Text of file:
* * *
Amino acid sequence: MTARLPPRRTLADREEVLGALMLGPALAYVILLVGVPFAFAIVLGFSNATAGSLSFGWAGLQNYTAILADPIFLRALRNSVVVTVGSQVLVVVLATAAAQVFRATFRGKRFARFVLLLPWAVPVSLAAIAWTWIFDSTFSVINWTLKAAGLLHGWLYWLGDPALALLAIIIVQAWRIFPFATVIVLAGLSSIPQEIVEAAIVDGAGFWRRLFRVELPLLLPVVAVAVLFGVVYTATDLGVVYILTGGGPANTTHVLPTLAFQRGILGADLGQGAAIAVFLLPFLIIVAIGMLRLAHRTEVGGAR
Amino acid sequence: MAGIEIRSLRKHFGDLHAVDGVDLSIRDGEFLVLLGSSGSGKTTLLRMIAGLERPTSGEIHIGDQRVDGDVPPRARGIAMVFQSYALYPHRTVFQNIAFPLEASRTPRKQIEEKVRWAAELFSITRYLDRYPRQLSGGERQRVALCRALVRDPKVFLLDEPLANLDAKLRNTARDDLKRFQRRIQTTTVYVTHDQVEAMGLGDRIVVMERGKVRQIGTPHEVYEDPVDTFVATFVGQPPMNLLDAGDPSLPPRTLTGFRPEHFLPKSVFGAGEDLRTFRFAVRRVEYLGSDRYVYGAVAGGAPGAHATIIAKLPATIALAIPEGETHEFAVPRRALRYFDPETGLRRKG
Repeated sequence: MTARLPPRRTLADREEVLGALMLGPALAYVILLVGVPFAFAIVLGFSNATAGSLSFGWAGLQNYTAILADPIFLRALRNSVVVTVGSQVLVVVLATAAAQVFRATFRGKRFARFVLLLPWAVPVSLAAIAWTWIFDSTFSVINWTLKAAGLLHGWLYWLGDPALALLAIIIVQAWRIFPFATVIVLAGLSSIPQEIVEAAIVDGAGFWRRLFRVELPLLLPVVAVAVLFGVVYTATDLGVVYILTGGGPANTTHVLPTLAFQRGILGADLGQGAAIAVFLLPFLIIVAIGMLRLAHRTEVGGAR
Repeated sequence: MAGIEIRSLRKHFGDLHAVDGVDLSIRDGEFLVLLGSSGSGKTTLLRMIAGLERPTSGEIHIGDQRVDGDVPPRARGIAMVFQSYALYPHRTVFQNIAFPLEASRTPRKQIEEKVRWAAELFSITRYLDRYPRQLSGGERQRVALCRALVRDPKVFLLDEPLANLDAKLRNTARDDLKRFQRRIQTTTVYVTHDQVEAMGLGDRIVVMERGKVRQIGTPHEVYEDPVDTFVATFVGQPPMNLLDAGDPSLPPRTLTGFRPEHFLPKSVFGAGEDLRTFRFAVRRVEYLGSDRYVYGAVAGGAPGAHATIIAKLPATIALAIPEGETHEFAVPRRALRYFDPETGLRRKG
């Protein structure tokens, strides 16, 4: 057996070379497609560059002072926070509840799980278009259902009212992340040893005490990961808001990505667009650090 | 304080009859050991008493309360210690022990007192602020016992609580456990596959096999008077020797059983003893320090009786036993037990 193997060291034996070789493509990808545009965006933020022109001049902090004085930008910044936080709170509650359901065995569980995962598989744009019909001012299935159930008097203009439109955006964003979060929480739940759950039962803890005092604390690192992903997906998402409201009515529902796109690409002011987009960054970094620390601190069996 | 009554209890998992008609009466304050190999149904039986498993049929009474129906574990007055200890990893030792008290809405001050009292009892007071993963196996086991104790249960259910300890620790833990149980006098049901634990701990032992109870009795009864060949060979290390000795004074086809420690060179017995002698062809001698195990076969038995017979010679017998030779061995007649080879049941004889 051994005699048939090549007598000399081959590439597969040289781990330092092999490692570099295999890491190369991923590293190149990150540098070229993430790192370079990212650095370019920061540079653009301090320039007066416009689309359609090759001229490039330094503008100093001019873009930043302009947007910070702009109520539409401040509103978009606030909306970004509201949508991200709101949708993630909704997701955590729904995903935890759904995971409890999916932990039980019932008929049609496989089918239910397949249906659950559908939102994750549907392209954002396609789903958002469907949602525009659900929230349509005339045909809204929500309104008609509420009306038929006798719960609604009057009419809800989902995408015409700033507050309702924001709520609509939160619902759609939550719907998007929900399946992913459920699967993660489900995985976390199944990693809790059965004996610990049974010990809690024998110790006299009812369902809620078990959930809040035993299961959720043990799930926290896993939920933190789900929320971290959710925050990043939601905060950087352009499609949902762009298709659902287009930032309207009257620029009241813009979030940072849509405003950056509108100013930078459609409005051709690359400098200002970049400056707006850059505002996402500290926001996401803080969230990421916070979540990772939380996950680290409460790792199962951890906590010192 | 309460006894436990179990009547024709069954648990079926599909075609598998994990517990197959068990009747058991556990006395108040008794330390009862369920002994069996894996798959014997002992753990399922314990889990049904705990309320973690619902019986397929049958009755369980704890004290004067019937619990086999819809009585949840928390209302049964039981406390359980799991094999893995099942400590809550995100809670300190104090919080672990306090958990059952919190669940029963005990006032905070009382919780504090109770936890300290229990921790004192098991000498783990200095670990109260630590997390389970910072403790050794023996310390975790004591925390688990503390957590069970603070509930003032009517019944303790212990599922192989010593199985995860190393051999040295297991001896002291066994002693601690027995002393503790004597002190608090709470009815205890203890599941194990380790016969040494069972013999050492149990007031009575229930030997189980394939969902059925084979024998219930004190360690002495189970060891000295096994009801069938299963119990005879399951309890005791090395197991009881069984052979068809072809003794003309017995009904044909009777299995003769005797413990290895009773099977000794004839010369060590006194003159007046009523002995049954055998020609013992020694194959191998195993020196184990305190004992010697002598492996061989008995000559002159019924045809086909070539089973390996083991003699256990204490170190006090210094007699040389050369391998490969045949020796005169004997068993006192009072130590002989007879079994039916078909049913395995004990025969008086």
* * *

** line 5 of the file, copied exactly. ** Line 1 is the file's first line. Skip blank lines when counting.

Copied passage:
């Protein structure tokens, strides 16, 4: 057996070379497609560059002072926070509840799980278009259902009212992340040893005490990961808001990505667009650090 | 304080009859050991008493309360210690022990007192602020016992609580456990596959096999008077020797059983003893320090009786036993037990 193997060291034996070789493509990808545009965006933020022109001049902090004085930008910044936080709170509650359901065995569980995962598989744009019909001012299935159930008097203009439109955006964003979060929480739940759950039962803890005092604390690192992903997906998402409201009515529902796109690409002011987009960054970094620390601190069996 | 009554209890998992008609009466304050190999149904039986498993049929009474129906574990007055200890990893030792008290809405001050009292009892007071993963196996086991104790249960259910300890620790833990149980006098049901634990701990032992109870009795009864060949060979290390000795004074086809420690060179017995002698062809001698195990076969038995017979010679017998030779061995007649080879049941004889 051994005699048939090549007598000399081959590439597969040289781990330092092999490692570099295999890491190369991923590293190149990150540098070229993430790192370079990212650095370019920061540079653009301090320039007066416009689309359609090759001229490039330094503008100093001019873009930043302009947007910070702009109520539409401040509103978009606030909306970004509201949508991200709101949708993630909704997701955590729904995903935890759904995971409890999916932990039980019932008929049609496989089918239910397949249906659950559908939102994750549907392209954002396609789903958002469907949602525009659900929230349509005339045909809204929500309104008609509420009306038929006798719960609604009057009419809800989902995408015409700033507050309702924001709520609509939160619902759609939550719907998007929900399946992913459920699967993660489900995985976390199944990693809790059965004996610990049974010990809690024998110790006299009812369902809620078990959930809040035993299961959720043990799930926290896993939920933190789900929320971290959710925050990043939601905060950087352009499609949902762009298709659902287009930032309207009257620029009241813009979030940072849509405003950056509108100013930078459609409005051709690359400098200002970049400056707006850059505002996402500290926001996401803080969230990421916070979540990772939380996950680290409460790792199962951890906590010192 | 309460006894436990179990009547024709069954648990079926599909075609598998994990517990197959068990009747058991556990006395108040008794330390009862369920002994069996894996798959014997002992753990399922314990889990049904705990309320973690619902019986397929049958009755369980704890004290004067019937619990086999819809009585949840928390209302049964039981406390359980799991094999893995099942400590809550995100809670300190104090919080672990306090958990059952919190669940029963005990006032905070009382919780504090109770936890300290229990921790004192098991000498783990200095670990109260630590997390389970910072403790050794023996310390975790004591925390688990503390957590069970603070509930003032009517019944303790212990599922192989010593199985995860190393051999040295297991001896002291066994002693601690027995002393503790004597002190608090709470009815205890203890599941194990380790016969040494069972013999050492149990007031009575229930030997189980394939969902059925084979024998219930004190360690002495189970060891000295096994009801069938299963119990005879399951309890005791090395197991009881069984052979068809072809003794003309017995009904044909009777299995003769005797413990290895009773099977000794004839010369060590006194003159007046009523002995049954055998020609013992020694194959191998195993020196184990305190004992010697002598492996061989008995000559002159019924045809086909070539089973390996083991003699256990204490170190006090210094007699040389050369391998490969045949020796005169004997068993006192009072130590002989007879079994039916078909049913395995004990025969008086």